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Expanding the FM Band Is a Great Idea — But Keep It Simple

Galasso Says Some Suggestions Are in Order

©iStock/sefaoncul The Broadcast Maximization Committee plan to expand the FM band (“Could Radio Use Channels 5 & 6,” Oct. 8) has merit; however, some suggestions are in order:

  1. Why the obsession with digital transmission? Adding yet another expensive proprietary digital scheme to what we already have is guaranteed to prevent the public from buying the receivers, as it will drive the price up. Do we need another electronic Edsel?

    The simplest solution is to maintain the current FM technical standards on the expanded band, using 200 kHz channels (including a guard band) and allowing stations to transmit standard analog FM or hybrid digital using the iBiquity HD Radio system and/or FMeXtra. An inexpensive RF converter is all that existing radios would need for the expanded band. Such converters are already available in Asia and Eastern Europe, allowing older radios to tune the 88–108 MHz band as well as the Japanese or OIRT bands. Since the Japanese have been using 76–90 MHz for years and the OIRT countries (Russia, Poland, etc.) have used 65.8–74 MHz for FM, newer radios would only need a firmware update or selection of jumpers to cover the proposed expanded band. Many car radios made for the Asian market already include both the Japanese and CCIR FM bands, covering 76–90 and 88–108 MHz in two bands.

  2. The first AM stations that should be offered the opportunity to move to the new band should be the ones broadcasting on the old Class IV local channels. Those channels become a cacophony of interference when the sun sets. Class B and D stations should be then be allowed to move to available FM channels. The 50 kW Class A AM stations should stay put, but be allowed to increase their power to provide a wide-area service. Weeding out the lower-power AM stations would do a lot to clean up the band. Eliminating AM IBOC would also help, unless the AM band could be refarmed into 30 kHz channels. A difference from the current Canadian plan of allowing AM stations to migrate to FM is that any AM frequencies relinquished by U.S. stations should remain vacant, with no new stations being allowed to apply for those frequencies in the same market.
  3. The existing FM band can also accommodate relocated AM stations in some of the less densely populated areas of the country. To relieve congestion, FM translators should be phased out. No new translator licenses should be issued and no existing ones should be renewed, allowing that service to “sunset.”

    Translators may have made sense in the 1950s, when there were relatively few FM stations on the air and when the performance of many FM receivers left much to be desired. Today, these stations provide nothing but clutter and interference and they are multiplying like cockroaches in a city tenement.

    The worst abusers of the FM service are the noncommercial translators that use satellite feeds to rebroadcast stations hundreds of miles away. Is there any good reason why Scranton, Pa., needs a translator rebroadcasting KEAR from Oakland, Calif., via satellite when comparable religious programming is available from no fewer than four local stations in the market? Frequencies vacated by translators may be able to be used for relocated AM stations or for local noncommercial stations.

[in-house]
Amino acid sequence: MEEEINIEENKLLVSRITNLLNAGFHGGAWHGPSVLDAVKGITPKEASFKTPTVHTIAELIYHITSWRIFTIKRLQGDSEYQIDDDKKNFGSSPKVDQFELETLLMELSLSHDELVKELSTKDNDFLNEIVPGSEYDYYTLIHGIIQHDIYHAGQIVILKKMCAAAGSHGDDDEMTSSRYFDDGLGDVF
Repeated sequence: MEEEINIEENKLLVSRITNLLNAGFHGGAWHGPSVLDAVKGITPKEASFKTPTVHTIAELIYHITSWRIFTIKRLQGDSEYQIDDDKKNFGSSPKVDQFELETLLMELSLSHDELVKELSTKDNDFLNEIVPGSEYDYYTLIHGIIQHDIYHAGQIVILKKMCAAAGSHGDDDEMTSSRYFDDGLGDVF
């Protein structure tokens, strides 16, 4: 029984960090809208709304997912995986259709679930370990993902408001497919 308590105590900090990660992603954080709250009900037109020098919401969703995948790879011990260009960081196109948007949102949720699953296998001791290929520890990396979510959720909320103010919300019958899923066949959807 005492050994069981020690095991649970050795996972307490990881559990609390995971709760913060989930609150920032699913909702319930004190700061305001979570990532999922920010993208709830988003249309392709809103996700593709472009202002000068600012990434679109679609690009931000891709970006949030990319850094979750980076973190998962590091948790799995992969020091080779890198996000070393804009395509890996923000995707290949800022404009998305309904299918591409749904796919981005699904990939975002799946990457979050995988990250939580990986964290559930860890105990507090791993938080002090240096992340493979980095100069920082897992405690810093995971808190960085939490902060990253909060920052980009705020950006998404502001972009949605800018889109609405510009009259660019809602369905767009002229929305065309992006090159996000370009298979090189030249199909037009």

4. Instead of creating a complicated new system of power classes in the expanded FM band, just keep the existing classes. Distance separations will have to be observed and consideration must be given to IF beats and image response. Pairs of channels 10.6 MHz from each other would be taboo in the same market.
  5. Isn’t it time to do away with that antiquated designation of FM frequencies by channel number? Who, other than FCC bureaucrats and the engineers who prepare applications for FM construction permits, ever refers to an FM channel number? If I want to listen to WBHT, I tune to 97.1 MHz, not to “Channel 246.” Why carry this practice to the expanded band?
  6. If any channels in the expanded band are reserved for local governmental use and weather alerts, they should be the first two channels, 76.1 and 76.3 MHz. Alternating these channels and restricting the ERP of such stations according to the demand for these frequencies would allow uniform coverage throughout the country. A special PTY code in the RDS system would allow radios to automatically tune to these stations in the event of an emergency.
  7. Further expansion of FM broadcasting could use the OIRT band, which roughly corresponds to TV Channel 4 (66–72 MHz) in North America. Again, IF beats and receiver image response will have to be considered when frequencies are allocated. The low VHF TV band has proven to be unsuitable for 8VSB digital television, due to its susceptibility to electrical noise, skip interference, and interference from other radio services.

Expanding the FM band is a great idea … but keep it simple!

The author, a broadcast engineer since 1972, works for a cluster in the Scranton area. Amateur radio operator K2PG, he also holds experimental station licenses KA2XUK (long-wave communications) and WE2XTT (600 meters).